J&J raises forecast despite dip in 2Q
With a number of acquisitions and new product approvals, Johnson & Johnson looked beyond a dip in second-quarter profit and announced Tuesday that it is raising its outlook for the year.
The health care products giant expects sales and profit growth to accelerate this year, with momentum carrying over into 2018. The company, however, expects a weaker market for consumer health products and for continued pressure to hold down prices.
After Senate Republicans were unable to reach consensus on health care legislation, Chief Executive Officer Alex Gorsky said Congress needs to create a more stable environment for the industry.
Wall Street hates uncertainty, and on Tuesday, health care stocks were among the biggest losers.
Gorsky is in Washington for meetings with U.S. and global leaders.
Drugmakers understand concerns about drug prices and the need to ensure patients can get needed medicines, but that is only part of the solution, Gorsky said.
only about 15 percent of health care spending” in the United States, Gorsky said.
Until this year, however, those in the pharmaceutical industry stressed that prescription drugs accounted for only 10 percent of the country’s health care spending. Steady price increases and many new drugs with price tags exceeding $100,000 per year have pushed that percentage higher.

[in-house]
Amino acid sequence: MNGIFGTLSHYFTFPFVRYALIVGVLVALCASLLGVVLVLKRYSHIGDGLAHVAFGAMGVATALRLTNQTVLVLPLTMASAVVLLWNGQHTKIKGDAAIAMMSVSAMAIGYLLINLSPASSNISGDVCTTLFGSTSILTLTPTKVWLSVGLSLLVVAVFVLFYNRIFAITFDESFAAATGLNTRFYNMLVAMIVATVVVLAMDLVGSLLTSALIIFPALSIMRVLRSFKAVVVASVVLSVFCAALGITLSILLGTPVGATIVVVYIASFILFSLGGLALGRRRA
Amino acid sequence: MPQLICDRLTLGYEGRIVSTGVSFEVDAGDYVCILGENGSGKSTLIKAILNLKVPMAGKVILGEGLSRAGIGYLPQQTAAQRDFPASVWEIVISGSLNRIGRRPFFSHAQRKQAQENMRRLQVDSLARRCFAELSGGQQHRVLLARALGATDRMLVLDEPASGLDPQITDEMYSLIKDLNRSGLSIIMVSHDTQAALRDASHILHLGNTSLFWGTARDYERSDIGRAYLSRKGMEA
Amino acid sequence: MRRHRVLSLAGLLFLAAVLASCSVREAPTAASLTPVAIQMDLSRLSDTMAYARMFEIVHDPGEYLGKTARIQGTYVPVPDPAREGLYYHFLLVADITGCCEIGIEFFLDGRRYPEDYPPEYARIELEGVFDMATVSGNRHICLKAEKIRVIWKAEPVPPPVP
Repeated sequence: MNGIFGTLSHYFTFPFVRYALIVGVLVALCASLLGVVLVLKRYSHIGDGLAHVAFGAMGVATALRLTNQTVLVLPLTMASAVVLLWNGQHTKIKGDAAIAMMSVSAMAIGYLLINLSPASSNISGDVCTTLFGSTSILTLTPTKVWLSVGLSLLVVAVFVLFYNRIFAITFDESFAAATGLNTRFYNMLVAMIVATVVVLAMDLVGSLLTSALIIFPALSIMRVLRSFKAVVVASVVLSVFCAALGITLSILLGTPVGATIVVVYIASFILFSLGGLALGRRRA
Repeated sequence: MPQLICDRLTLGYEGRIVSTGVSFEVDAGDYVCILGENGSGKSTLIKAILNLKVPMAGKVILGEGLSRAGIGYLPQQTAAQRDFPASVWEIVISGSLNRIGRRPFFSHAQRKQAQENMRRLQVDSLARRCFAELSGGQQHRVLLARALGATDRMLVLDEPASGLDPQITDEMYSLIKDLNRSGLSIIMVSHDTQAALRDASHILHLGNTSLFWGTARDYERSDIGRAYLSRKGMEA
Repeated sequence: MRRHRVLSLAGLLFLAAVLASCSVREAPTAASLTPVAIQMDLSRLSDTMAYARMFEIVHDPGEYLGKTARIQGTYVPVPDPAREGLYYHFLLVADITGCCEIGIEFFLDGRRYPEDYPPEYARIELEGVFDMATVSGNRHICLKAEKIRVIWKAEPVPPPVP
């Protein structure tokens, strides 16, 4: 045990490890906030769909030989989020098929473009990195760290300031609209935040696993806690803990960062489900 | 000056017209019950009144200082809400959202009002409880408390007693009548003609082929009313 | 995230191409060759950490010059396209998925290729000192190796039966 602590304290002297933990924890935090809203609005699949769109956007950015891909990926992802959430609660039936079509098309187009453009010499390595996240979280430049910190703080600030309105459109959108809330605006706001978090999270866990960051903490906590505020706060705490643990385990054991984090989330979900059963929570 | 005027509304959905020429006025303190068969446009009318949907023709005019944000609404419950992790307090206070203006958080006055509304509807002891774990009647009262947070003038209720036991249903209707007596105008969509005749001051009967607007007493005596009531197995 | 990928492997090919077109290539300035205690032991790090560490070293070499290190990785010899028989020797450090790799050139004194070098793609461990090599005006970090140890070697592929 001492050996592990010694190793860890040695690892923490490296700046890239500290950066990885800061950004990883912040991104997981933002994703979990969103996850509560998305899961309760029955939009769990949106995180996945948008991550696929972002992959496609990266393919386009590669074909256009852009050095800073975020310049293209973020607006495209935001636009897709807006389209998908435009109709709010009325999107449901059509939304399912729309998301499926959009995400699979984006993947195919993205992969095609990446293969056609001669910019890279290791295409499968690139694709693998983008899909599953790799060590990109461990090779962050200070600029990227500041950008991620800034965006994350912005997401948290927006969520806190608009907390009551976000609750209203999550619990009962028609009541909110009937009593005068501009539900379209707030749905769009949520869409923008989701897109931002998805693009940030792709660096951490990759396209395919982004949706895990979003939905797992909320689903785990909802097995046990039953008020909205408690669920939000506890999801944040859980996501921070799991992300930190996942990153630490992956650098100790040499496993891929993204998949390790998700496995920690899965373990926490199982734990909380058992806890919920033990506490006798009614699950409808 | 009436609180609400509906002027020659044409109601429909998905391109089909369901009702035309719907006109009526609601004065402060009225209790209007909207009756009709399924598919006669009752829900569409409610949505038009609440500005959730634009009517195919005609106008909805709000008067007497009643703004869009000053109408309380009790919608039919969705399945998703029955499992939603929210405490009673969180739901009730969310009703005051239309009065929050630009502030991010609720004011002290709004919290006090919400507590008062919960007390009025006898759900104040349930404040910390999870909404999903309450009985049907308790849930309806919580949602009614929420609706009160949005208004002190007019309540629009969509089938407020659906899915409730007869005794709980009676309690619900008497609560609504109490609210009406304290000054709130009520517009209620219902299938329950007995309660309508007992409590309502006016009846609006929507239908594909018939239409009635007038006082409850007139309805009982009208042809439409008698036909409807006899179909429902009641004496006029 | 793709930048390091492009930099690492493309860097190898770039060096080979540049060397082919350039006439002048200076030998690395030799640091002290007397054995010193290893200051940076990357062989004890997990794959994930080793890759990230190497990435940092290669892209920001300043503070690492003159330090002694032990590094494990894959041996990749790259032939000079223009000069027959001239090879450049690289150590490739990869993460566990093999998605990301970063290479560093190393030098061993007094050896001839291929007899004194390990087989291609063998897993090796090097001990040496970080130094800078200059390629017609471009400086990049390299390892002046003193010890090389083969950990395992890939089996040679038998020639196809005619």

Johnson & Johnson on Tuesday reported higher spending on marketing, production and research, which pushed down second-quarter profit 4.3 percent. That spending will pay off, the company said.
Johnson & Johnson shares rose $2.31, or 1.8 percent, to close Tuesday at $134.46.
Johnson & Johnson’s biggest acquisition ever, a $30 billion deal for Switzerland’s Actelion, was completed last
month, bringing with it a stable of new medicines, including drugs to treat high blood pressure in the lungs and some experimental drugs in late-stage testing.
Last week, the Food and Drug Administration approved Tremfya, an injected drug for psoriasis, expanding the company’s key franchise of treatments for immune system disorders.
The first full quarter of sales after its buyout of Abbott Medical Optics pushed
sales in Johnson & Johnson’s medical devices business up 5.1 percent.
Net income was $3.83 billion, or $1.40 per share, down from $4 billion, or $1.43 per share, a year earlier.
Adjusted net income was $5 billion, or $1.83 per share, 4 cents better than Wall Street analysts expected. Revenue was $18.84 billion, just shy of analysts’ expectations.
Sales dipped 0.2 percent to $8.64 billion at its prescription drugs business, its largest segment.
Sales of medical devices and diagnostics climbed 4.9 percent to $6.73 billion.
Johnson & Johnson said it now expects full-year earnings in the range of $7.12 to $7.22 per share, up from $7 to $7.15. It forecast revenue in the range of $75.8 billion to $76.1 billion, up from $75.4 billion to $76.1 billion.
“We’re going to be launching 10 new brands between now and 2021, several of them with over $4 billion [annual sales] potential,” Gorsky said.